The Old Globe in San Diego, California, will welcome back in-person audiences for live theatre beginning this August with an outdoor presentation of Hair. Performances will run August 10–September 26 at the company’s Lowell Davies Festival Theatre.
The company’s indoor theatres will reopen shortly after, beginning with the world premiere of Michael John LaChiusa’s The Garden of Anuncia, inspired by the life of the production’s director and choreographer Graciela Daniele. The new musical will run September 10–October 17 at the Donald and Darlene Shiley Stage. Another world premiere, Mansa Ra’s Shutter Sisters, will run concurrently (October 7–November 7) at the Sheryl and Harvey White Theatre. Donya K. Washington directs the play, about a white woman and a Black woman living parallel lives under difficult circumstances.
Two more shows—both previously announced—will hit the stage in 2022: Alice Childress’ Trouble in Mind (February 5–March 13 in the Old Globe Theatre) and the world premiere of Tony Meneses’ El Borracho (February 17–March 20 in the Sheryl and Harvey White Theatre).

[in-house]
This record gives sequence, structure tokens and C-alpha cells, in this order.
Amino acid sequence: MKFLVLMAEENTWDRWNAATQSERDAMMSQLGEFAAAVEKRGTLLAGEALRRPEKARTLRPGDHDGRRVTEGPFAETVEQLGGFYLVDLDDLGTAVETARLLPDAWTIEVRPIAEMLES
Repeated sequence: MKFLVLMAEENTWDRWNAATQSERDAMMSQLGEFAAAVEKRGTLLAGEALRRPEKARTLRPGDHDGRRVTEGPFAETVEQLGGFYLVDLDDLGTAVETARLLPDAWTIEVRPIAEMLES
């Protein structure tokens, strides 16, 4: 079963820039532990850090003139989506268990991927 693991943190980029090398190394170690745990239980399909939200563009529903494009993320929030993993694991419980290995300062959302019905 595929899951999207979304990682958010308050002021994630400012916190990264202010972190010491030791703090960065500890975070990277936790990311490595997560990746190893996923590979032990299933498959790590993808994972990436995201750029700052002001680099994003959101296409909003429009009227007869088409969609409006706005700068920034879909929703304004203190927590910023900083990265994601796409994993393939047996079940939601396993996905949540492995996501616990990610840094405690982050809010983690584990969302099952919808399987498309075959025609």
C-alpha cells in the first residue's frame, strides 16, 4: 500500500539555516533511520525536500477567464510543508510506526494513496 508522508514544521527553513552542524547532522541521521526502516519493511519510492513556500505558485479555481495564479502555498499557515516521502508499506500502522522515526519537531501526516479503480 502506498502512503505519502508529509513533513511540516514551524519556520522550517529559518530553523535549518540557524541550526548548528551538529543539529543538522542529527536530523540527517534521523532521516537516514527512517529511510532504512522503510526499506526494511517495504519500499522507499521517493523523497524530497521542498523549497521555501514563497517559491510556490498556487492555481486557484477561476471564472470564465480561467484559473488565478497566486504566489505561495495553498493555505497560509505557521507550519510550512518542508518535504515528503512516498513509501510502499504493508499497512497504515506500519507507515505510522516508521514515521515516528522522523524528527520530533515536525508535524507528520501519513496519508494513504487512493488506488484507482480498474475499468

Additional programming—including some put on hold due to the pandemic—and casting will be announced at a later date.
Before these productions, however, The Old Globe will host free outdoor screenings of movie musicals and filmed productions this summer; the June 4–July 3 roster includes Dreamgirls, the Brandy and Whitney Houston-led Cinderella, Kinky Boots, and Grease. Additionally, the Festival Theatre space will be home to three outdoor cabaret acts—Solea Pfeiffer (June 19–20), Carmen Cusack (June 25–27), and Eden Espinosa (July 9–11)—and Artistic Director Barry Edelstein’s Thinking Shakespeare LOVE! celebration, featuring recent alumni of the Old Globe and University of San Diego graduate program.
Remote offerings remain a fixture for the regional venue as well, including a digital presentation of Beckett’s Krapp’s Last Tape starring Emmy winner Ron Cephas Jones; the Juan José Saer-inspired, English- and Spanish-language Anonymous Biography; and an interactive presentation of Ken Ludwig’s Dear Jack, Dear Louise, inspired by his parents’ courtship during World War II, in which “audiences” receive letters, telegrams, and other correspondences in the mail over the course of six weeks.
For the full lineup and more information, visit TheOldGlobe.org.